Fayetteville will donate $15,000 to pay for the dogwood festival, despite concerns from some city council members about the variety of entertainment at the event.
The Board decided to provide funding by a vote of 9 to 1 in a working meeting on Monday. The board asked Sarah Grace Snipes, the festival’s executive director, to develop an action plan for how the festival would address the board’s concerns.
Councilwoman Shakayla Ingram voted against a proposal made by Pro Tem Mayor Katie Jensen.
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Snipes informed the board that the festival was having cash flow problems. She said the organization is still paying for this year’s dogwood festival, which took place in April.
“I promise you that I will not let the Dogwood Festival close its doors, but I want my suppliers to pay because they are great partners for the Dogwood Festival,” she said.
Snipes said the money would go towards paying for this year’s event, not into the organization’s savings account. The festival costs about $296,000 and brought in about $303,000, she said.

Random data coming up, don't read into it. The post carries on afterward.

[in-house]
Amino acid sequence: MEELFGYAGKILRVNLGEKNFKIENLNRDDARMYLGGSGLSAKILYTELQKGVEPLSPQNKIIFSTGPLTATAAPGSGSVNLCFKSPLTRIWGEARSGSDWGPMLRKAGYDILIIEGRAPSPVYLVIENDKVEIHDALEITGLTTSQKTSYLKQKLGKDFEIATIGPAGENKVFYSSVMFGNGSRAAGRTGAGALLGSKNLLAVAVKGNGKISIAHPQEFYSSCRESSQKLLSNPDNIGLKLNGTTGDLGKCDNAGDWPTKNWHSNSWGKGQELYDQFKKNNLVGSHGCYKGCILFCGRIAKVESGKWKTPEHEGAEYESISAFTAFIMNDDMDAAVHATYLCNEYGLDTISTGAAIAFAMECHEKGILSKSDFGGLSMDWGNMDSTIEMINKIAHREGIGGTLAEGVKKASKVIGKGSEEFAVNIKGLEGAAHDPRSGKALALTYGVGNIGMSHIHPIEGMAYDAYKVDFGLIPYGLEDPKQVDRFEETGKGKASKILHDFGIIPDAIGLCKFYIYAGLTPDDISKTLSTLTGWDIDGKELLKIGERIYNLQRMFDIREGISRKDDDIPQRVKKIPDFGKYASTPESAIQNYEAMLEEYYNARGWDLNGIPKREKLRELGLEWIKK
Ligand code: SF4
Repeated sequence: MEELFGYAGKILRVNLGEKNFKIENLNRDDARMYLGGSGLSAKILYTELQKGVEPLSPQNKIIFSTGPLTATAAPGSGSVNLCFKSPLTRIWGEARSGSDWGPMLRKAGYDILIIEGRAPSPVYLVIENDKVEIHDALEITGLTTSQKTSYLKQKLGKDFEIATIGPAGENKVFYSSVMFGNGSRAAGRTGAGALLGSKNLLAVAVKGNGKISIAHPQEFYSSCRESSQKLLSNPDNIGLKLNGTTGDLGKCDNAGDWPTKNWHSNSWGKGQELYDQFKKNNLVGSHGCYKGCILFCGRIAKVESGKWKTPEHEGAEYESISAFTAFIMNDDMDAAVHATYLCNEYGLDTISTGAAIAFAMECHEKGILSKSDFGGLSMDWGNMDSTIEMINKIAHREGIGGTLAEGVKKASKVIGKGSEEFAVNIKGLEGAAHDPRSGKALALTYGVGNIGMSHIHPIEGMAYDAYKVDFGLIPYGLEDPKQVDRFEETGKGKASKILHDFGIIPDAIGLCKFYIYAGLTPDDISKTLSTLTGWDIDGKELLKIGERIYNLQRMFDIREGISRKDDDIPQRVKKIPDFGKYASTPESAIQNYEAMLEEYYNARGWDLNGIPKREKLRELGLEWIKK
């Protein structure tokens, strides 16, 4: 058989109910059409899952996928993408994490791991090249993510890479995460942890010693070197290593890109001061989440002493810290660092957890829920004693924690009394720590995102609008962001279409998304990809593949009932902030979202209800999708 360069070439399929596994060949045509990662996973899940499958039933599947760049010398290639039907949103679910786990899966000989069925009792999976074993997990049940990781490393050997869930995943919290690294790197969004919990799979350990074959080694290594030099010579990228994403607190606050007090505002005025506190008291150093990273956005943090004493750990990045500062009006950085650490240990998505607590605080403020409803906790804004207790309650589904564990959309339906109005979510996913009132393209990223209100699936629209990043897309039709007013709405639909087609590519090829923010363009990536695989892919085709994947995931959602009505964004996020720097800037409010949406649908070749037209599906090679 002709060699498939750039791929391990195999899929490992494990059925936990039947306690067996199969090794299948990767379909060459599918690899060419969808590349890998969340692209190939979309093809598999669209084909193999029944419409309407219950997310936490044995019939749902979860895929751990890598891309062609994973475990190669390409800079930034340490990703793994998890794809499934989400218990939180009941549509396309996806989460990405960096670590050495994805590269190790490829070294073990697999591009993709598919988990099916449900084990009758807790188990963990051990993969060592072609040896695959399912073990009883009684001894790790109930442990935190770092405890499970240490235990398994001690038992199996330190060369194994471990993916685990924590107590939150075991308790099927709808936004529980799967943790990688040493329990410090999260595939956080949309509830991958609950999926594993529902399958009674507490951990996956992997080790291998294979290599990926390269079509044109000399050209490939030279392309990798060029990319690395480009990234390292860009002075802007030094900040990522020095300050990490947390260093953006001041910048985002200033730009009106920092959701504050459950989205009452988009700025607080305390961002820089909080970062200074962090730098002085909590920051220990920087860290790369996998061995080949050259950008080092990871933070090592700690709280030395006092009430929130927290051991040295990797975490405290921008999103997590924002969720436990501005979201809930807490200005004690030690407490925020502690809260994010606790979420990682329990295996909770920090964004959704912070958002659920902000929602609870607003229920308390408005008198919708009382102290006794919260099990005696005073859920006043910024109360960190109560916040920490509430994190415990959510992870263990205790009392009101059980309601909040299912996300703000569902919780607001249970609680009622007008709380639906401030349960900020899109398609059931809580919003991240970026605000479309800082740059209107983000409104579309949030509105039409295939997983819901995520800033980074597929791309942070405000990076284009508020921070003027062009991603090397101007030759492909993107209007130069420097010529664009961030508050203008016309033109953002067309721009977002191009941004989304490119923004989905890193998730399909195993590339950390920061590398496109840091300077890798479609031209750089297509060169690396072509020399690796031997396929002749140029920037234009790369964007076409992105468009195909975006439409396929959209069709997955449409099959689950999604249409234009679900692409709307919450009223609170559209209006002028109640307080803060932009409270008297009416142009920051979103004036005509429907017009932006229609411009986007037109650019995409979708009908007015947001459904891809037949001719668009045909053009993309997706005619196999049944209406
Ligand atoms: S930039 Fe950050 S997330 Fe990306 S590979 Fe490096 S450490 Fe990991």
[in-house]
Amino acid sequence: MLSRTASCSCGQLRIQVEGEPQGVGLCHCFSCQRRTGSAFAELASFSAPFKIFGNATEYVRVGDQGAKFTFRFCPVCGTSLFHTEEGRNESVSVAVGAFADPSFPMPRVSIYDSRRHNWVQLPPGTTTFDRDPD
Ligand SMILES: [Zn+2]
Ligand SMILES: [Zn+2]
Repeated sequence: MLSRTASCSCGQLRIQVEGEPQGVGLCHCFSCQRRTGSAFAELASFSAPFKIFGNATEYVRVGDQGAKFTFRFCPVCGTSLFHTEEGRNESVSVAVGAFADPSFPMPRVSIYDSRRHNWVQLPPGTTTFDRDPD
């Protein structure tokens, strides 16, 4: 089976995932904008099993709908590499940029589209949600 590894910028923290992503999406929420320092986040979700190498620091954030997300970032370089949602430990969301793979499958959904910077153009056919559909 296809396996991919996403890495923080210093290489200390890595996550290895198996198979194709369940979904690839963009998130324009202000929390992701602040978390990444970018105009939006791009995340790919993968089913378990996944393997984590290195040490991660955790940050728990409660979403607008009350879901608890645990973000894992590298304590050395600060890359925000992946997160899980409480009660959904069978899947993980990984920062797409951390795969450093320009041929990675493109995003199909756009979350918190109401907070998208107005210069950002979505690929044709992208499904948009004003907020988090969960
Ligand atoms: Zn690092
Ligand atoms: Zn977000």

These funds are separate from the organization’s operational needs and the grants it receives, Snipes said.
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Mayor Mitch Colvin said he was concerned about the variety of entertainment at the festival. He said the action at the event should reflect the city.
Several council members made similar statements.
“I would like to see more mix and more variety in entertainment,” board member Larry Wright said.
This year’s festival featured a night of rock, a night of country music and a radio-sponsored Prince Tribute show, Colvin said.
“What are you doing to appeal to the diversity of the community with your lineup?” he said.
Snipes said about $25,000 was set aside for each night. She said she would like to move on to a different genre of music, but she wasn’t sure the festival would have enough money to add another night.
Colvin asked how it was determined that rock and country was always two nights.
“To my knowledge, this is what the Dogwood Festival has historically done,” Snipes said.
Colvin then asked how Snipes plans to diversify the event.
Snipes said she would like to hear what the community wants to see. She said she wants the festival to be inclusive and welcoming.
“I am always open,” she said. “I want to change the organization.”
Snipes said she thought about how the festival could change. She said she spoke with current and former board members about the matter.
“You shouldn’t be saving every year worrying about cash flow, worrying about whether wages will be paid,” she said.
The festival is stuck in a cycle in part because the executive director is the only full-time employee, Snipes said. She said the organization might want to consider hiring someone else and adding another night to the festival.
“We need these things to be a sustainable organization,” she said.
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